Why Tim Duncan won’t exercise his ETO
The short answer to the question of whether Tim Duncan will exercise his early termination option (ETO) is of course not, he’s due $21 million next season. But let’s put that aside for the moment.
I contacted CBA Super Ninja Larry Coon about a question which occasionally pops up in our comment threads. Namely, is there any chance Tim Duncan does the Spurs a solid and uses his early termination option to resign for less money. Duncan is due to make $21 million next season, his final year under contract with the Spurs.
Starting with the obvious: Why would anyone leave $21 million on the table?
Well, Tim Duncan has previously restructured his contract to provide the team with greater financial flexibility. Some fans are hoping for more of the same, and they’re banking that Duncan is the most benevolent soul since John Chrysostom. Moreover, Richard Jefferson famously left money on the table last summer in exchange for a longer term deal with guaranteed money. Jefferson, most believe, will make more with his multi-year deal, signed under the current CBA, than he would have made under the next CBA.
Because of these things some ask, “Is there any chance Tim Duncan will terminate his contract this summer?”
Larry Coon points out that the circumstances surrounding Tim Duncan’s ETO are dramatically different than Richard Jefferson’s. Coon’s reasoning runs along the lines outlined above:
Duncan’s situation is a little dissimilar to RJ’s last summer. Last summer was the final offseason under the current CBA. By opting-out last summer and re-signing for more years, RJ was locking in additional years under the purview of the current agreement. Given the way the new CBA is likely to tilt, this seems prudent & he’s more likely to earn more through 2014 by re-signing under the current CBA than by playing 2010-11 under his original salary and then signing one or more deals under the next CBA. Since Duncan would be re-signing under the next CBA, this factor doesn’t exist for him.
But Coon went on to describe some of the factors, as stipulated by the current CBA, which could play into Tim Duncan’s next contract, should he choose to ink a new deal a year early.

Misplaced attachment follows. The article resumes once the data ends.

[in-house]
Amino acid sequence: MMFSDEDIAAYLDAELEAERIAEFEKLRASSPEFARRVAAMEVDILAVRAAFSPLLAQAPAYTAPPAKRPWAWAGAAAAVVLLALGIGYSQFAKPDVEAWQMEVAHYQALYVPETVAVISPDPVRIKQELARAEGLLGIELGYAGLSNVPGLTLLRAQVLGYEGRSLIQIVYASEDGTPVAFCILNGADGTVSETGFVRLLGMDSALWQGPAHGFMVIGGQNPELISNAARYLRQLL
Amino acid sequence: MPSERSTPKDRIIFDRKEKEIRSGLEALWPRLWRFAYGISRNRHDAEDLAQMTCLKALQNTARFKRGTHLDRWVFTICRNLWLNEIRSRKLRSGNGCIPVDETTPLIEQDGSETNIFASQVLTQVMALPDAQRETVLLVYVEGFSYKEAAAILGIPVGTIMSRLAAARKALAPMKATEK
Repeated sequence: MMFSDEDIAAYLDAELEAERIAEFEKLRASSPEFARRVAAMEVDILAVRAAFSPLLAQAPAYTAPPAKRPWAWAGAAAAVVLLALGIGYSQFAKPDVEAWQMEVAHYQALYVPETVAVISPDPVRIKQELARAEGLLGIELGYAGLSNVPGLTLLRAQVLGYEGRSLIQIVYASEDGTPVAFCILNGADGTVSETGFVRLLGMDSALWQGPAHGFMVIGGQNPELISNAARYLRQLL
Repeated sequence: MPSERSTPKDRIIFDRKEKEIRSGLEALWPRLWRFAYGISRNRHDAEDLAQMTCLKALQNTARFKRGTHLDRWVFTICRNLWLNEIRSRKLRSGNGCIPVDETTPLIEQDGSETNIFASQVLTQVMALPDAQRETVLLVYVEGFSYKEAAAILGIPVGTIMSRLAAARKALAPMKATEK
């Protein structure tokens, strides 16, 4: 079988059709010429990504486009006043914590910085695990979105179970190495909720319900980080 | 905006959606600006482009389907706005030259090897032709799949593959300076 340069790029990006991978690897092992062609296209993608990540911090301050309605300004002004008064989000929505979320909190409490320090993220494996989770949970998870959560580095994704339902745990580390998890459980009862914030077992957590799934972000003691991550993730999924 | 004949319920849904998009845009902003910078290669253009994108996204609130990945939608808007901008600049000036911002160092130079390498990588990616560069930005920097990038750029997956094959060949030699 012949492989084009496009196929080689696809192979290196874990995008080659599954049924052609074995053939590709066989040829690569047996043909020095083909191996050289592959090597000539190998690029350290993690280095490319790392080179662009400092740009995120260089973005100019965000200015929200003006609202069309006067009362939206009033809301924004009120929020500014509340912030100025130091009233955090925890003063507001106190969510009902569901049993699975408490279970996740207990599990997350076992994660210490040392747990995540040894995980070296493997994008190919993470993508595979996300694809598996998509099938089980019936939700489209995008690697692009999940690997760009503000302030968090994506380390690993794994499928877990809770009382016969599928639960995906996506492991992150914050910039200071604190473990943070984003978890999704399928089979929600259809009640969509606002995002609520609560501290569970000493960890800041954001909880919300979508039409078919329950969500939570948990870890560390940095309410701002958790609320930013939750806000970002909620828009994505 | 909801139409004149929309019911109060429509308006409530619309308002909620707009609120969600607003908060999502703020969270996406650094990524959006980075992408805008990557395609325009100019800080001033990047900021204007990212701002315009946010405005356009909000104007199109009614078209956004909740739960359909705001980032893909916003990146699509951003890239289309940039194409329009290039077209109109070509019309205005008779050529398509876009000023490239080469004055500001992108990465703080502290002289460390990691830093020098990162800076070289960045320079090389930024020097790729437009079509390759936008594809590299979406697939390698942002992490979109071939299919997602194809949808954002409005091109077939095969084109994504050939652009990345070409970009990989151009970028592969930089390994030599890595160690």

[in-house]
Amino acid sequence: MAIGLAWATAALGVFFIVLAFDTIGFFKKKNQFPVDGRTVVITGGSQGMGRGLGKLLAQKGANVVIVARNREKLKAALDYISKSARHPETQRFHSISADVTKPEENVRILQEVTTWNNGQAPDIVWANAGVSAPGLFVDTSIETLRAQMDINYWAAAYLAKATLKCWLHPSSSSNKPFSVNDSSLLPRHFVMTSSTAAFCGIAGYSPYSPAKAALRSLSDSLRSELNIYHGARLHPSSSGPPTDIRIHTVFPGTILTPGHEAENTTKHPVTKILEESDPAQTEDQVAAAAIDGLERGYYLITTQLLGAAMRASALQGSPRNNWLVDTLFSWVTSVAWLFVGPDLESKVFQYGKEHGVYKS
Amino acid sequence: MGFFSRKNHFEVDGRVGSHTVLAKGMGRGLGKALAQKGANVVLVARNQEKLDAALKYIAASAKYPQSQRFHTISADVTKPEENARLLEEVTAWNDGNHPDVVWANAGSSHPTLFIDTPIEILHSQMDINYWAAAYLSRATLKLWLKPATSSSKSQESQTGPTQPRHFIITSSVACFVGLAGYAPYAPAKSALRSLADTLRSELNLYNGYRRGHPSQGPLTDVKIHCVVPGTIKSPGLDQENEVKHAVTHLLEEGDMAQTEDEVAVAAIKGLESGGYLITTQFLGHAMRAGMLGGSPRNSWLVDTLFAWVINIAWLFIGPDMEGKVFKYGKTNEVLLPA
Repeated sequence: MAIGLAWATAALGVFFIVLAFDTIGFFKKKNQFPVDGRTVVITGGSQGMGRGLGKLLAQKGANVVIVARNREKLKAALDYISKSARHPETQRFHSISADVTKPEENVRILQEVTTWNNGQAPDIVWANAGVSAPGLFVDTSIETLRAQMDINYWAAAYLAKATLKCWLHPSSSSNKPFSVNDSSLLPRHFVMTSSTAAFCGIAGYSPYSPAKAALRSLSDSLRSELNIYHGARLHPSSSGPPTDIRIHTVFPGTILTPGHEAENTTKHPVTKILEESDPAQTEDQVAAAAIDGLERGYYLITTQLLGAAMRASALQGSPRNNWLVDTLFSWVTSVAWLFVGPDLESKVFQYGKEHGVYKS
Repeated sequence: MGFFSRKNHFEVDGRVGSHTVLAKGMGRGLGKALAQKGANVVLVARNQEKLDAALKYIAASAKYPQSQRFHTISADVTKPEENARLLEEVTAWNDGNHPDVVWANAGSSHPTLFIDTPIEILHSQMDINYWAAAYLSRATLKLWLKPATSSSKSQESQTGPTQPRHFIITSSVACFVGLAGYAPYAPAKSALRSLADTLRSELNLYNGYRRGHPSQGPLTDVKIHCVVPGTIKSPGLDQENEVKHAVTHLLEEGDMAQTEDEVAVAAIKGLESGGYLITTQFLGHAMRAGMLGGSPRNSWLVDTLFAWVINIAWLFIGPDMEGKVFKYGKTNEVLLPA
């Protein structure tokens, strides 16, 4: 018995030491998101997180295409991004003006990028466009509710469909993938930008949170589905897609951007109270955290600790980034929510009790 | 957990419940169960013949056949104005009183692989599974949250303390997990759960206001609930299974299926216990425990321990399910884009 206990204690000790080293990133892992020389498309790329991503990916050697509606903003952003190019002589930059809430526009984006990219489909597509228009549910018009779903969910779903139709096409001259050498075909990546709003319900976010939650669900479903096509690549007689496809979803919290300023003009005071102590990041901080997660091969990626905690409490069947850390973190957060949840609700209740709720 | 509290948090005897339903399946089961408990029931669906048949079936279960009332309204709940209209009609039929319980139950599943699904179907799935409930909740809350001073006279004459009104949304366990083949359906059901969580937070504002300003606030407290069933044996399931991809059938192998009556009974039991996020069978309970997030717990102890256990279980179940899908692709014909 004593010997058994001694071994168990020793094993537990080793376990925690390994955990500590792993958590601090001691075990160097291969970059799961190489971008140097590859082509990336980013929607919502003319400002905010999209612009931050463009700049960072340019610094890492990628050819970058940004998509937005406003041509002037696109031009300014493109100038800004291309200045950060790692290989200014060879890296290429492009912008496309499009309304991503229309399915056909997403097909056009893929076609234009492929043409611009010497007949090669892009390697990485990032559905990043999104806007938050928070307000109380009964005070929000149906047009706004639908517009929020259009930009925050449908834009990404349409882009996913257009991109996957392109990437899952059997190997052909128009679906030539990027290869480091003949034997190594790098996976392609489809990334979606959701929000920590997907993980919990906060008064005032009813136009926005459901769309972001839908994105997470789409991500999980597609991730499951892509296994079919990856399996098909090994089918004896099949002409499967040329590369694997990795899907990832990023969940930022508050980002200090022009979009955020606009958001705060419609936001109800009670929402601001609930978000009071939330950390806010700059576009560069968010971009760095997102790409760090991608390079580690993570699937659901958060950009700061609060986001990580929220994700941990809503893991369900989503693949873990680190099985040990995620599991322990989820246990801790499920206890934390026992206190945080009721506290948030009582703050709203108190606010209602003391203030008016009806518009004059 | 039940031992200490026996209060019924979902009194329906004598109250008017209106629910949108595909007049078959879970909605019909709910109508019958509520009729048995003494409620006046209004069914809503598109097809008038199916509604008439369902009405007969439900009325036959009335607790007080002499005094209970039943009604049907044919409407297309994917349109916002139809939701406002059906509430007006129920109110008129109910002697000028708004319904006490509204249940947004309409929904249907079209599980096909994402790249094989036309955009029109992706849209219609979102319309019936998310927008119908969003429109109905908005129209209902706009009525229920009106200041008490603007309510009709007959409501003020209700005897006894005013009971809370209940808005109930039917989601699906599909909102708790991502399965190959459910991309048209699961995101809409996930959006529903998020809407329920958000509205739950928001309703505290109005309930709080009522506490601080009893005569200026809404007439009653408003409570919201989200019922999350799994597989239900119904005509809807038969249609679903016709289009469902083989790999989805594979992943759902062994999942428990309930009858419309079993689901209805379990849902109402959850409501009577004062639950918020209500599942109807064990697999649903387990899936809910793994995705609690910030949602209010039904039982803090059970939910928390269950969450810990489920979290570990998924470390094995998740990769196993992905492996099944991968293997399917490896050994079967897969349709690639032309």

First, there is the Over-36 Rule.
…it’s not a showstopper, but the Over-36 rule also presents some difficulties. This rule makes it harder for older players to sign long-term deals. It’s commonly misreported to say that a player Duncan’s age (35 this summer) can’t sign a deal longer than three years. But this isn’t correct — the Over-36 rule simply reclassifies the salary in later years as deferred salary, which counts against the entire contract (just like a signing bonus). This is a problem in most cases, but not when the player is re-signing for less money, because the lower salary creates the overhead that the deferred salary fills.
If Duncan were to exercise his ETO, he’d have to take an immediate pay cut because of the Over 36 Rule.
Under the current rules a free agent can sign for either the league-wide max, or 105% of his most recent salary, whichever is greater. Since Duncan’s likely to be above the league-wide max, the most he can get is 105%. This means that he can’t re-sign for as much as he’s already signed for in his option year.
Since Duncan makes $18.835M this year, his cap amount can’t exceed about $19.777M next season (I’m assuming the rules are the same under the next CBA. They won’t be more in Duncan’s favor, and if they’re more in the league’s favor then we’re back to my first point above). So his new base salary, plus a pro-rated portion of any salary beyond the third year of his contract can’t exceed $19.777M. This means he can sign a four-year deal starting at about $13.4M, for example, or a five-year deal starting at about $9.98M. Again, for most older players this would be a showstopper, but with your premise he’s taking a lower starting salary in exchange for a longer deal, so it’s a legitimate option.
The Over-36 rule doesn’t affect older players who sign three-year deals, so he could re-sign for three years with the only restriction being that the first year couldn’t be for more than $19.777M.
The Spurs could save either way. The new CBA might dictate a less cumbersome contract, even if Duncan chooses not to use his ETO.
At any rate, it’s unlikely Tim Duncan will use his ETO. The circumstances are too dissimilar to Richard Jefferson’s to warrant such a move.